The country has an area of 30,193 square miles and a population of 3.3 million. The Government does not collect statistics on religious affiliation, but various sources estimate that 75 to 85 percent of the population identifies itself as Roman Catholic and 15 to 25 percent as evangelical Christian. Smaller religious groups include Episcopalians who number between 7,000 and 10,000 members, Seventh-day Adventists, other Christians, The Church of Jesus Christ of Latter-day Saints (Mormons) with an estimated 38,000 members, Jehovah's Witnesses, Jewish and Muslim communities with approximately 10,000 members each, Hindus, Buddhists, and Rastafarians. Baha'is, with an estimated 4,000 members, maintain one of the world's seven Baha'i Houses of Worship. Indigenous religions include Ibeorgun (among Kuna), Mamatata and Mamachi (among Ngobe Bugle), and Embera (among Embera).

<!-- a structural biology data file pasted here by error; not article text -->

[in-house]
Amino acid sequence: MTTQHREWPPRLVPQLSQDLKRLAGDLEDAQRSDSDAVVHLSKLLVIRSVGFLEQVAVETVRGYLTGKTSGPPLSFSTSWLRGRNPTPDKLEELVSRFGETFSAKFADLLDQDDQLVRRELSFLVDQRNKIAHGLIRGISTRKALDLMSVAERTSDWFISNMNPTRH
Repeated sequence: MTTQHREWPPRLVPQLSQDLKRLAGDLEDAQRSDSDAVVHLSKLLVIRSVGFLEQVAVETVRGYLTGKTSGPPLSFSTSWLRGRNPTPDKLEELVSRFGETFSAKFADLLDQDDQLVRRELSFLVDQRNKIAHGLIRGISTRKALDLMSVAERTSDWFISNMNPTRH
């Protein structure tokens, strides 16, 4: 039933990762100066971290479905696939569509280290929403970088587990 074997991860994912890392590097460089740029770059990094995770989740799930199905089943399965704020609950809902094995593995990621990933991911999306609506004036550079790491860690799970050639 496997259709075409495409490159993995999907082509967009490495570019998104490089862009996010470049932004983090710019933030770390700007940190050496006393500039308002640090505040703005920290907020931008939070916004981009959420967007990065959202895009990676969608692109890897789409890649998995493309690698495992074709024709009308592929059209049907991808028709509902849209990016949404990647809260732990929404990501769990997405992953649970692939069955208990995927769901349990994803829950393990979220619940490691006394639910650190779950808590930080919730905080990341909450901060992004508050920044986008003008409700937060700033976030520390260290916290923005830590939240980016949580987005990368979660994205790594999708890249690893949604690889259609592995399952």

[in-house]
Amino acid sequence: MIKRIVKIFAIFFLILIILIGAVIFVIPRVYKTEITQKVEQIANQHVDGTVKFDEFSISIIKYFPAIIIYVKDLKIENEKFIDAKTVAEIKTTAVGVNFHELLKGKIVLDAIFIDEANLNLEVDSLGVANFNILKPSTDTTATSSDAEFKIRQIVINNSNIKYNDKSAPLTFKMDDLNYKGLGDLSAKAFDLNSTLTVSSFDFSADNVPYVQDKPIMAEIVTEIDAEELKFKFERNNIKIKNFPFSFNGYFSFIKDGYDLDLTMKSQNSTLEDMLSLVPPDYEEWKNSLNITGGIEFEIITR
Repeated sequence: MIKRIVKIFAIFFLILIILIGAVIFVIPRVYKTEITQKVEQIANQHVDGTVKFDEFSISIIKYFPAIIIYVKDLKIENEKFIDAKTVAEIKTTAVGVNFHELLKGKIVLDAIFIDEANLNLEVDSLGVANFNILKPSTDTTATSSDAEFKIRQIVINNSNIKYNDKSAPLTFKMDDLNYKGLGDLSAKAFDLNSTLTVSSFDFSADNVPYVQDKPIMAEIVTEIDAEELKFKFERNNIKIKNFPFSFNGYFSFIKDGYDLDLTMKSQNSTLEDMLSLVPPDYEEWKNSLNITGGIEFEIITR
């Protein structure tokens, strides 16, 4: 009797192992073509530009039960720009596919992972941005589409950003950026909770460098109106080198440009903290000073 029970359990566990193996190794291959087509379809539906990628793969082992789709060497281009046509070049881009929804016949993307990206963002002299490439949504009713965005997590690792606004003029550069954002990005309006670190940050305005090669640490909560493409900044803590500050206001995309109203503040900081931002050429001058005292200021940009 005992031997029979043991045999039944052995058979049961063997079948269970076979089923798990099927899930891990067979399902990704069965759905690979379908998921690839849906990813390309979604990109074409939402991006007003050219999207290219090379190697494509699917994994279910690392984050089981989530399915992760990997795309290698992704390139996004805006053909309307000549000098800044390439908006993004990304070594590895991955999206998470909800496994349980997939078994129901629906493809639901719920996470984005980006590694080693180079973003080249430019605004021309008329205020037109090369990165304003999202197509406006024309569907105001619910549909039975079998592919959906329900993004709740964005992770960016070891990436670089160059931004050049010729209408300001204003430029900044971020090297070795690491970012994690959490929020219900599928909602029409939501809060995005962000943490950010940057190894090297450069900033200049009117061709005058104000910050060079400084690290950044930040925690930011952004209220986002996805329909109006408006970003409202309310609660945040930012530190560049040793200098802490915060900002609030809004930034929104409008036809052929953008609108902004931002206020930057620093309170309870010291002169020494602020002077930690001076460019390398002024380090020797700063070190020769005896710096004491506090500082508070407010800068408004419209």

Catholics are found throughout the country and at all levels of society. Evangelical Christians also are dispersed geographically; however, 30 percent of the population in the metropolitan areas of Panama City and Colón identifies itself as evangelical Christian. Evangelical Christians are becoming more prominent in society. The mainstream Protestant denominations, which include Southern Baptist Convention and other Baptist congregations, United Methodist, Methodist Church of the Caribbean and the Americas, and Lutheran, derive their membership from the Antillean black and the expatriate communities, both of which are concentrated in Panama and Colón Provinces. The Jewish community is centered largely in Panama City. Muslims live primarily in Panama City and Colón, with a smaller but growing presence in David and other provincial cities. The vast majority of Muslims are of Lebanese, Palestinian, or Indian descent, of whom 80 percent identify as Sunni.